Models for Database Applications

The model contains the state information that drives the UI display. It is therefore the starting point for understanding how to build a Swing application. The banking application needs to provide a model that organizes the banking business objects for the appropriate UI component models. Before we dive into the complexities of three-tier UI component modeling, however, I want to step back and look at a simpler two-tier example. This two-tier example presents the basic concepts we will see later in a more flexible three-tier model without the need to worry about distributed computing issues.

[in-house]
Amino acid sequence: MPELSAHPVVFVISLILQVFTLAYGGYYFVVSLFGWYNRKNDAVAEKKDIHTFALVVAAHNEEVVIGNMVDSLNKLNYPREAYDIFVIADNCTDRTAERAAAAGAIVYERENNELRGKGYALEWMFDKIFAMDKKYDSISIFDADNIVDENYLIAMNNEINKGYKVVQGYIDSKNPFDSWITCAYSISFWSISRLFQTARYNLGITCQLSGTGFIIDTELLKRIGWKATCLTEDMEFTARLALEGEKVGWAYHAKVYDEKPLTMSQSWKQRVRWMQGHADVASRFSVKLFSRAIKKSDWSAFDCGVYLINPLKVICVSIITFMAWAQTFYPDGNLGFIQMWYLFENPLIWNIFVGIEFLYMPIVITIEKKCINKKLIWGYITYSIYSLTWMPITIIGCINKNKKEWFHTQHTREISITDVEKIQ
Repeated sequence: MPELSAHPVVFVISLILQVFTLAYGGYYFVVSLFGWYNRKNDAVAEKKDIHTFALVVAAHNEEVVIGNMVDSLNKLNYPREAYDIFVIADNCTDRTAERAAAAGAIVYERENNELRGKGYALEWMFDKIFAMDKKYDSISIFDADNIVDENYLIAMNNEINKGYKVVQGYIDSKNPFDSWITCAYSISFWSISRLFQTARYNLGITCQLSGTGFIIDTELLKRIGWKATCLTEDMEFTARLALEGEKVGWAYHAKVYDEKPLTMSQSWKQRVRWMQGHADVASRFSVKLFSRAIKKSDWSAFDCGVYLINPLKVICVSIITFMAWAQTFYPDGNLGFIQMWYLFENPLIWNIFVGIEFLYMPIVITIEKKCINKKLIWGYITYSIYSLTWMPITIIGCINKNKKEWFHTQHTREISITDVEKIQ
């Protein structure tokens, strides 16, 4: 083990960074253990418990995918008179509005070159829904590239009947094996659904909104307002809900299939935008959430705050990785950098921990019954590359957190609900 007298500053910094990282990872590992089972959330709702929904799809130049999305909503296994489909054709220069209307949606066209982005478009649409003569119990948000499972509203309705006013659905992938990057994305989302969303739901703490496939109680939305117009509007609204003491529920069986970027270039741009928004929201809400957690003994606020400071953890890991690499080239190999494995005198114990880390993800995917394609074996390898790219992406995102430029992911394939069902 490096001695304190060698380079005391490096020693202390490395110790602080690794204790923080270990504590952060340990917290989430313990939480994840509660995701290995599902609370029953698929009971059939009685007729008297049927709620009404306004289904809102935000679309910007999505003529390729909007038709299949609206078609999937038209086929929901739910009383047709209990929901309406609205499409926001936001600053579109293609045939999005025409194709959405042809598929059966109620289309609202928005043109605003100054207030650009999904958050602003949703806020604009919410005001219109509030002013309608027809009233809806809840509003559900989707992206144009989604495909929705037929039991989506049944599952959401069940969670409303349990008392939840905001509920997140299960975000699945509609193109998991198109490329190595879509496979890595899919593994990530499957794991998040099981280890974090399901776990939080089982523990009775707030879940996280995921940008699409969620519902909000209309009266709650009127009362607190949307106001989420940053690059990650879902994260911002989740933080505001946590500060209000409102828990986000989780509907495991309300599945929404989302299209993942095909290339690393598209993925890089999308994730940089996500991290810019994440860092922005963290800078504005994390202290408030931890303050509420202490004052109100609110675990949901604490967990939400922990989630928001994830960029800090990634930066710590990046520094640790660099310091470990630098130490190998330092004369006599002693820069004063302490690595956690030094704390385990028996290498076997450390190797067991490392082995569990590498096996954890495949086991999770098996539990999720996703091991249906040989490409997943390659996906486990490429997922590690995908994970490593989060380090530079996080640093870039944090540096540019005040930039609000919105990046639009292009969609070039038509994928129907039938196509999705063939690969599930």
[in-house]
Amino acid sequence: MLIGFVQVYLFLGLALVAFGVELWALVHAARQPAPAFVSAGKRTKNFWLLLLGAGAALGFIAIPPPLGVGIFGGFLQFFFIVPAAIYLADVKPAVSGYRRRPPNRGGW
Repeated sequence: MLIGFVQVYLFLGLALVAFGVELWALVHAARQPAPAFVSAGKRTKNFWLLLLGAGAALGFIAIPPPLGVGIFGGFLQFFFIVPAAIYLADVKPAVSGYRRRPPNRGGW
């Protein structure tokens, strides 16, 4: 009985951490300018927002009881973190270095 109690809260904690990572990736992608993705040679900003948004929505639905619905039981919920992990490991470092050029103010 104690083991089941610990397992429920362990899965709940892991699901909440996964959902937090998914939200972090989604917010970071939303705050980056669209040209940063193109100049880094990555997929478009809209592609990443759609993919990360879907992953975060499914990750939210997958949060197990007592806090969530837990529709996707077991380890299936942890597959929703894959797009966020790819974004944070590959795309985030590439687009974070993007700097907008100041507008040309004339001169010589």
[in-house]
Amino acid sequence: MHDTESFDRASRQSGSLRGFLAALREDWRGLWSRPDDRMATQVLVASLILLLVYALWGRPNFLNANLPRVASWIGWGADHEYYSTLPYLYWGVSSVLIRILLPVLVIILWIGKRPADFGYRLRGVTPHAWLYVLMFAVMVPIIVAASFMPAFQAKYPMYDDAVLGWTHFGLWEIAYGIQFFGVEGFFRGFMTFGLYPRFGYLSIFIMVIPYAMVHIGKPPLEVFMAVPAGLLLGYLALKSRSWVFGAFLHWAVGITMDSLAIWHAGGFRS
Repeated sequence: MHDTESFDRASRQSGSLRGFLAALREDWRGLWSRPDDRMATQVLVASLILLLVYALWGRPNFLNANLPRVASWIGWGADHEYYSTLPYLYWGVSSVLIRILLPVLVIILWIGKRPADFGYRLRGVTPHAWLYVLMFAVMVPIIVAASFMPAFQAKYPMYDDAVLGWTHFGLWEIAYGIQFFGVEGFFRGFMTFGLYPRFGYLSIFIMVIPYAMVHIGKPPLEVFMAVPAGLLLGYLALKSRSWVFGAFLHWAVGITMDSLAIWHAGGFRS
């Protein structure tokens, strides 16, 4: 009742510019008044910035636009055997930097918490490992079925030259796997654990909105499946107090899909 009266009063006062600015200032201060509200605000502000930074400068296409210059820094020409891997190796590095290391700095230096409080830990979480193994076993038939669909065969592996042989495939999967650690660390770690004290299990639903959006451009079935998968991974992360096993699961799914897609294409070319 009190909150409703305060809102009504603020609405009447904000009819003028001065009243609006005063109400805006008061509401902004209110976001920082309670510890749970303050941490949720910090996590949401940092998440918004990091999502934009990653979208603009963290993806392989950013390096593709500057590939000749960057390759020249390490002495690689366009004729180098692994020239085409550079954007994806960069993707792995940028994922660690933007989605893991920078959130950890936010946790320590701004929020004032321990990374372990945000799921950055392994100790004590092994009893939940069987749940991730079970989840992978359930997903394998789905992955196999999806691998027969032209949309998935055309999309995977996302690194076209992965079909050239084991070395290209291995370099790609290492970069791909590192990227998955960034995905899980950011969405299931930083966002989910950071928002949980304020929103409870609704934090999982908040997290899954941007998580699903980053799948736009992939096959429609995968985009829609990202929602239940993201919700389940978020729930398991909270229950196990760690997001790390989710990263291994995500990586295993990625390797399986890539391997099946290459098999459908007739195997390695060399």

A Two-Tier Model

The simplest example of a two-tier database application is one that queries a database and stores the results in a table. In Swing, the JTable UI delegate and TableModel model represent the table component. The table model captures a database result set and tells the table view what the column and value names are for each row. The table view then provides a nice tabular display of the data.

Swing makes it possible for you to ignore all of the display issues. Your concern is handling events and providing accurate state information in the model. It is surprising just how easy it is to construct such a model for database access. You need only to extend the AbstractTableModel class provided in the Swing API and delegate to the RowSet class covered in Chapter 5. The result is the class in Example 10.1.

Example 10-1. A RowSet Model for Constructing ...

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